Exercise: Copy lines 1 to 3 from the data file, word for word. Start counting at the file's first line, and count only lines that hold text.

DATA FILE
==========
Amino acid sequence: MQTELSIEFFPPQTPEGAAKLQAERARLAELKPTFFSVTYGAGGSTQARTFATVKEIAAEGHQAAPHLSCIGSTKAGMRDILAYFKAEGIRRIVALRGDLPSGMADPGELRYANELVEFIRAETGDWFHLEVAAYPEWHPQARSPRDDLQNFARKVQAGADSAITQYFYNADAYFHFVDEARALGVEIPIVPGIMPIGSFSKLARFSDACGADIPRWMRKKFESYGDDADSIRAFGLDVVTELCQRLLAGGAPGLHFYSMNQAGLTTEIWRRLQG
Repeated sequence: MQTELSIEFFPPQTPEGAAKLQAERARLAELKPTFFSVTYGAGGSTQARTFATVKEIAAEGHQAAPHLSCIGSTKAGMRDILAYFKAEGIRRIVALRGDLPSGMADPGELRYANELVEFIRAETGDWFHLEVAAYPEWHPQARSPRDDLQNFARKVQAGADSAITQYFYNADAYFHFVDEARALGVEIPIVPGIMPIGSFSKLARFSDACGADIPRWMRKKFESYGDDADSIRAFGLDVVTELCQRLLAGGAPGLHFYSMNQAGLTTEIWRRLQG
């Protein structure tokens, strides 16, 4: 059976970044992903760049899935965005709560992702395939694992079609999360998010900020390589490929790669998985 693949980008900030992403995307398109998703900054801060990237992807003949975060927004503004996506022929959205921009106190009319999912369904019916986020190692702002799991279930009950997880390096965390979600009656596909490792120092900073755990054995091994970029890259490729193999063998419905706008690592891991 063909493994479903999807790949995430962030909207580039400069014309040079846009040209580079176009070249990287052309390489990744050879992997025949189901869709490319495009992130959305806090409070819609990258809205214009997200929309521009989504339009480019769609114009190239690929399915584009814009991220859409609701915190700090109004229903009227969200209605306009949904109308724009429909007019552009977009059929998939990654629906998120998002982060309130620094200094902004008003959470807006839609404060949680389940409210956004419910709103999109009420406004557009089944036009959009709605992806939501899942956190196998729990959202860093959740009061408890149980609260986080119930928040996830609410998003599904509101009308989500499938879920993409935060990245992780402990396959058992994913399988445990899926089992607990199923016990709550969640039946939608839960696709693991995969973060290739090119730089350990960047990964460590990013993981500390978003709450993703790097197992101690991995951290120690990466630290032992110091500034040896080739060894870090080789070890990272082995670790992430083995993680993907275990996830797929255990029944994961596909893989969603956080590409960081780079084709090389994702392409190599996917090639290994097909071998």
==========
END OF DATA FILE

Amino acid sequence: MQTELSIEFFPPQTPEGAAKLQAERARLAELKPTFFSVTYGAGGSTQARTFATVKEIAAEGHQAAPHLSCIGSTKAGMRDILAYFKAEGIRRIVALRGDLPSGMADPGELRYANELVEFIRAETGDWFHLEVAAYPEWHPQARSPRDDLQNFARKVQAGADSAITQYFYNADAYFHFVDEARALGVEIPIVPGIMPIGSFSKLARFSDACGADIPRWMRKKFESYGDDADSIRAFGLDVVTELCQRLLAGGAPGLHFYSMNQAGLTTEIWRRLQG
Repeated sequence: MQTELSIEFFPPQTPEGAAKLQAERARLAELKPTFFSVTYGAGGSTQARTFATVKEIAAEGHQAAPHLSCIGSTKAGMRDILAYFKAEGIRRIVALRGDLPSGMADPGELRYANELVEFIRAETGDWFHLEVAAYPEWHPQARSPRDDLQNFARKVQAGADSAITQYFYNADAYFHFVDEARALGVEIPIVPGIMPIGSFSKLARFSDACGADIPRWMRKKFESYGDDADSIRAFGLDVVTELCQRLLAGGAPGLHFYSMNQAGLTTEIWRRLQG
């Protein structure tokens, strides 16, 4: 059976970044992903760049899935965005709560992702395939694992079609999360998010900020390589490929790669998985 693949980008900030992403995307398109998703900054801060990237992807003949975060927004503004996506022929959205921009106190009319999912369904019916986020190692702002799991279930009950997880390096965390979600009656596909490792120092900073755990054995091994970029890259490729193999063998419905706008690592891991 063909493994479903999807790949995430962030909207580039400069014309040079846009040209580079176009070249990287052309390489990744050879992997025949189901869709490319495009992130959305806090409070819609990258809205214009997200929309521009989504339009480019769609114009190239690929399915584009814009991220859409609701915190700090109004229903009227969200209605306009949904109308724009429909007019552009977009059929998939990654629906998120998002982060309130620094200094902004008003959470807006839609404060949680389940409210956004419910709103999109009420406004557009089944036009959009709605992806939501899942956190196998729990959202860093959740009061408890149980609260986080119930928040996830609410998003599904509101009308989500499938879920993409935060990245992780402990396959058992994913399988445990899926089992607990199923016990709550969640039946939608839960696709693991995969973060290739090119730089350990960047990964460590990013993981500390978003709450993703790097197992101690991995951290120690990466630290032992110091500034040896080739060894870090080789070890990272082995670790992430083995993680993907275990996830797929255990029944994961596909893989969603956080590409960081780079084709090389994702392409190599996917090639290994097909071998």